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a regular pattern of behaviour when using the Internet which can be used to uniquely identify an Internet user
'Clickprints thus join a plethora of data that can be used to identify us while we're online.'The Guardian 28th September 2006
'One possible way to make clickprinting much more effective would perhaps be to monitor the methods people use to get from one page to another. Some people like to click a button to submit a form. Others prefer the enter key …'Slashdot 29th September 2006
When you surf the web, do you find yourself doing it at a specific time of day, usually for about the same amount of time, and regularly clicking on certain web pages in particular? If so, even though you might feel totally anonymous as you sit in front of the computer, this unique pattern of web-browsing behaviour can be used to identify you – it is your clickprint.
A clickprint is an individual pattern of Internet surfing which is based on actions such as the number of pages viewed per session, the number of minutes spent on each page, the pages visited (is BuzzWord part of your clickprint?), and the specific time or day of the week that web pages are viewed. Recent research suggests that this 'individual browsing behaviour' can be used to distinguish one Internet user from another, with between three and 16 Internet sessions needed to identify a person's unique clickprint.
the idea of clickprints in fact has a very worthwhile application in the prevention of online fraud
Though to some of us this might sound a bit like a 'Big Brother' scenario, a fundamental invasion of privacy as we go about our business on the web, the idea of clickprints in fact has a very worthwhile application in the prevention of online fraud. For instance, if someone signs in with an existing user's login, but then appears to have a different clickprint, this could be an indication that a user's ID has been stolen.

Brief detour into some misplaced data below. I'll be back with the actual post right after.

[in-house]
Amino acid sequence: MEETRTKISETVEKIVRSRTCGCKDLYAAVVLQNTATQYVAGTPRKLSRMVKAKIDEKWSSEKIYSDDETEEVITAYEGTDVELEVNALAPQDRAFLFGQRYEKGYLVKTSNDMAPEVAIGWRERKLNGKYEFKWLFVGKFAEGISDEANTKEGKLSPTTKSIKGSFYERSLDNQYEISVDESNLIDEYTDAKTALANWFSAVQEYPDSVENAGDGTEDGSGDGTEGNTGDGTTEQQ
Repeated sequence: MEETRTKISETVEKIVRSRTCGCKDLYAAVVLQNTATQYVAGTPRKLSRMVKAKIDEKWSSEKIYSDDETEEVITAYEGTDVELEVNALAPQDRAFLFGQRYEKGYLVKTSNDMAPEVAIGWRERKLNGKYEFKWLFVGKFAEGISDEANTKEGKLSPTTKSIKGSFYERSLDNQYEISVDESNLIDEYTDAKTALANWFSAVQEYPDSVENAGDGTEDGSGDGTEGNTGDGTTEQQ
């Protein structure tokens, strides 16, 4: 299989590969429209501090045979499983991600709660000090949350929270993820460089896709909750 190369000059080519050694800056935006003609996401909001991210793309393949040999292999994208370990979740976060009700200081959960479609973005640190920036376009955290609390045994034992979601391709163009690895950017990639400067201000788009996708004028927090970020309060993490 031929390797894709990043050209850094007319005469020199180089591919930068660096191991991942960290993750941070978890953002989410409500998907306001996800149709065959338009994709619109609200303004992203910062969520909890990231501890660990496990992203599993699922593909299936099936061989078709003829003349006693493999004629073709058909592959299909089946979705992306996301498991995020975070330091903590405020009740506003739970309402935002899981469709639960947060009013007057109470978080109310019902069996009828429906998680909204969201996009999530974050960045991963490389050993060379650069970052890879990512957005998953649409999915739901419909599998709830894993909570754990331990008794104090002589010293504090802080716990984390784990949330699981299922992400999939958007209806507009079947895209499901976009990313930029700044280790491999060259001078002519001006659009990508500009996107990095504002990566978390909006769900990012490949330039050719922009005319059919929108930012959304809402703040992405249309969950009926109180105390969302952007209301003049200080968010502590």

The derived noun clickprinting refers to the process of monitoring individual patterns of Internet use. Clickprinting has an inevitable application in marketing, giving advertisers specific information about the surfing habits of particular users.
The term clickprint was coined by Balaji Padmanabhan, professor of information management at the University of Pennsylvania, and Catherine Yang, professor in the Graduate School of Management at the University of California, who first used the expression in a research paper published in September 2006.
Click refers of course to the clicking function of a computer mouse, and clickprint takes inspiration from the word fingerprint. This is the unique pattern of lines made by a person's fingertip when they touch something, which is often used in criminal investigations as a way of identifying a particular individual.
This article was first published on 5th March 2007.
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